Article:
I’m going to hit the pause button on vacation entries for a sec to chime in on Mike Wallace’s retirement. This is a story that floated through the ‘blogosphere’ (gotta add that word to the spell checker) before it was officially confirmed.
I’m a big 60 Minutes fan. I watched the show when it was on Thursday nights. I watched when the Sunday show used to be produced live. Back then, Wallace would begin the show with stories that needed updating since the Sunday papers went to bed.
Life was so very simple before 24 hour cable news.
Mike Wallace was a broadcaster more than a newsman – at least by training and resume. He hosted a talk show, PM East (where I believe Barbra Streisand got her TV start) and a game show. He delivered live commercials as cigarette smoke snaked skyward.
I think the role of journalistic training (i.e. a journalism degree) is overrated. A well read and bright person is really what’s needed.
His strength on 60 Minutes, where his reputation was made, was the confrontation interview. He was the guy who walked in with the videotape, showing the evil doer being evil.
I don’t know about you, but I certainly wouldn’t have the guts to do that sort of thing. I’ve seen people thrashed on camera (Andy Houlding on Channel 8, as an example). The camera records, it does not protect.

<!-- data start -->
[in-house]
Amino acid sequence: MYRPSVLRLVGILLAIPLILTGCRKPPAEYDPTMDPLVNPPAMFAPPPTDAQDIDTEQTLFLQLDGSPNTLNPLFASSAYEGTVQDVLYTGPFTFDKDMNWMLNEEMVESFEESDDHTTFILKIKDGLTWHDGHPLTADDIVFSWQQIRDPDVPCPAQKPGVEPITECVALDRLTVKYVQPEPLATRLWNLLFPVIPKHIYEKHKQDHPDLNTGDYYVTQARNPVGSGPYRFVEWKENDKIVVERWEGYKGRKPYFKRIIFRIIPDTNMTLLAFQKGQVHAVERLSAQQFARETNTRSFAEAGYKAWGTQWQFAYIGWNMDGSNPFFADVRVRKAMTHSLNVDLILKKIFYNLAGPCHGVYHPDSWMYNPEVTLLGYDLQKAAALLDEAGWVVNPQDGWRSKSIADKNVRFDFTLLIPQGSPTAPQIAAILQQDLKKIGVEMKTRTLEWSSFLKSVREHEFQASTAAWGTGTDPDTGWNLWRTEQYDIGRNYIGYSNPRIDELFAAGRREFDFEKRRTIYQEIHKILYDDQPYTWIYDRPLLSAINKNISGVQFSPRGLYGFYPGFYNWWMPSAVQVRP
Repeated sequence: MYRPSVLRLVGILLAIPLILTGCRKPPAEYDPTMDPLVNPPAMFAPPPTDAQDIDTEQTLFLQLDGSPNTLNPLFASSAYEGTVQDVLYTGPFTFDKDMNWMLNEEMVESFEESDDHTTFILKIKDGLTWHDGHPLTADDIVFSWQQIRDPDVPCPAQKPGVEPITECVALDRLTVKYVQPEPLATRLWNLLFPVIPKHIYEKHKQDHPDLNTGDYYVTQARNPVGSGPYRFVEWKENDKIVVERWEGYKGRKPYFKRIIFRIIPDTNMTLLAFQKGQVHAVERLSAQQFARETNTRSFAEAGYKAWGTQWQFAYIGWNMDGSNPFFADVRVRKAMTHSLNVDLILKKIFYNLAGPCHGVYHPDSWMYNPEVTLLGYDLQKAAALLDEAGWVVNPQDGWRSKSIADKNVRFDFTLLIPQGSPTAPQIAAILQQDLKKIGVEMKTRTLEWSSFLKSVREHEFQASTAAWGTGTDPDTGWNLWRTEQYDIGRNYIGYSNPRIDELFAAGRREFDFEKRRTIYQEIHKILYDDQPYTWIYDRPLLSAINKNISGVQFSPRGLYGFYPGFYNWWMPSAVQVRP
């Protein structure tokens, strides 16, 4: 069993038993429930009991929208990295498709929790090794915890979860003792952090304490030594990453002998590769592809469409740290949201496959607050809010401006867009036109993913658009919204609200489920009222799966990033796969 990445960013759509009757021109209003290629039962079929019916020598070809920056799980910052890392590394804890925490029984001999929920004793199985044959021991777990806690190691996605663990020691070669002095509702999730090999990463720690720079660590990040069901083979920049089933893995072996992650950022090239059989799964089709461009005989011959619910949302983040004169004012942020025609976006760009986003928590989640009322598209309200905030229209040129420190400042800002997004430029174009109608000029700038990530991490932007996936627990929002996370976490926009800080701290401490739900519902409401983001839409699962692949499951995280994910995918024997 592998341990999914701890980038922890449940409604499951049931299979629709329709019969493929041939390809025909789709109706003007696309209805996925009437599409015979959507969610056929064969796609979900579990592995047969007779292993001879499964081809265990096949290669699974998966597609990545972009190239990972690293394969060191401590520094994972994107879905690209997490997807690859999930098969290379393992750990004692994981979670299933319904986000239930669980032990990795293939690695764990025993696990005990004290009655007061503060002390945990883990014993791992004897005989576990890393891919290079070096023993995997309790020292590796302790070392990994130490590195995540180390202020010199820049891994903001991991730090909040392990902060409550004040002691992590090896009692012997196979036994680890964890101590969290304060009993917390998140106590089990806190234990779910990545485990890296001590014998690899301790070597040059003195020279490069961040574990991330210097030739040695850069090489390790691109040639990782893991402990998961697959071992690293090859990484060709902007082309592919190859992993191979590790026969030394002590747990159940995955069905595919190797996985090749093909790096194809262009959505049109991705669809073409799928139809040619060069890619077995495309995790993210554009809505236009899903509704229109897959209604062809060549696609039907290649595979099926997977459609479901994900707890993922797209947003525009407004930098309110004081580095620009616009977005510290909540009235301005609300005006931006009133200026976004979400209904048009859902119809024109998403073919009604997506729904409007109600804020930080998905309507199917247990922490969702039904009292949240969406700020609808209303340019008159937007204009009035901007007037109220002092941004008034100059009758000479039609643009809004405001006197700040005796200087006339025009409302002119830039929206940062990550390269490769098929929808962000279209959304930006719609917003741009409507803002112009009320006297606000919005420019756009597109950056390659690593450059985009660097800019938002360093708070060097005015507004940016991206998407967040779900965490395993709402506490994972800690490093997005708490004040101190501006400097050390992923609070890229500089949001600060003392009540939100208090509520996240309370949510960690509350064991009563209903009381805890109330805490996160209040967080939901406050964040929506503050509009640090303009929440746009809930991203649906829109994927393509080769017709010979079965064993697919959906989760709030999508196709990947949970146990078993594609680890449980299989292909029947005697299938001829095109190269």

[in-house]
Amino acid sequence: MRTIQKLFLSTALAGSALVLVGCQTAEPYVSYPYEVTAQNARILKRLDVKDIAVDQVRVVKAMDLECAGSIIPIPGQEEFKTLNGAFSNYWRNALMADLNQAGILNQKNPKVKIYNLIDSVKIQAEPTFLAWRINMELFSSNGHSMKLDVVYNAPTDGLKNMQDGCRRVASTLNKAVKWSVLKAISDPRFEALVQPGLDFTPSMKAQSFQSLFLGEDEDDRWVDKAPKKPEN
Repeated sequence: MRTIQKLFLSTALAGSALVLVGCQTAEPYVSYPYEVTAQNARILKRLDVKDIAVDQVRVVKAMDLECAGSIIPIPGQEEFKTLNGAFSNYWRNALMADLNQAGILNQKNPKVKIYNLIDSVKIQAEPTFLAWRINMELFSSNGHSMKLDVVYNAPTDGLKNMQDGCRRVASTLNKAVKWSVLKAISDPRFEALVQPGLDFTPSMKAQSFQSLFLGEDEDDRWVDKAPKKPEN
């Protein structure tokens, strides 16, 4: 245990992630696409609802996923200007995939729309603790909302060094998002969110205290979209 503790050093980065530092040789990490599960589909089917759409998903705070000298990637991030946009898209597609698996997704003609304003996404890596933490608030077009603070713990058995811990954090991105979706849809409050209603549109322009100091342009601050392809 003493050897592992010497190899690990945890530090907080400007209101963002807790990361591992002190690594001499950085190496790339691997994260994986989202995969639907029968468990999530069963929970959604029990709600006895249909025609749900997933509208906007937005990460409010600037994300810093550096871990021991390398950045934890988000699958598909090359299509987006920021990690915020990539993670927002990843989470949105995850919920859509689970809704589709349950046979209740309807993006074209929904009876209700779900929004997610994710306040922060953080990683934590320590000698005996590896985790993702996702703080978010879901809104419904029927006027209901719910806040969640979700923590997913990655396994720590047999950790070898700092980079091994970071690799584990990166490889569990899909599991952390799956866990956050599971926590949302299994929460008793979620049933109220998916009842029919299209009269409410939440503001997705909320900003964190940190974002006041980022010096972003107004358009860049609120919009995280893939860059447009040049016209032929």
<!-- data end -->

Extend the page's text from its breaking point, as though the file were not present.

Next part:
With Don Hewitt and Mike Wallace gone, it will probably be a new 60 Minutes. Maybe that’s good. I don’t know what they have planned. Much of what magazine TV has become hasn’t been all that sparkling, so I’m a little scared.
60 Minutes is an anachronism in broadcasting and has stayed successful in spite of that!
They were among the last to go from film to tape. They continue to produce long stories… very long stories, often about obscure people or people out of the mainstream. They have old folks on the air, with little sex appeal… except Lara Logan… definitely except Lara Logan.
There will still be Morley Safer, though his role has already been diminished. Ed Bradley and Steve Kroft remain¹. I like Andy Rooney, but he’s certainly not the first of the ‘back of the book’ commentators, and doesn’t represent the show’s early days (except he did write for Harry Reasoner, a 60 Minutes original).
I wish they still read viewer mail.
There are other correspondents, but they were the early signs of the diminution of the show.
How long a run can a show or its staff have? Must the shift to younger, fresher talent be inevitable? Do you trade your family in if they are perceived as being too old?
¹ – I ‘ran into’ Kroft on the street in Manhattan. He seemed very nice. Genuinely so. He’s been on the show since 1989 and I still think of him as the new guy.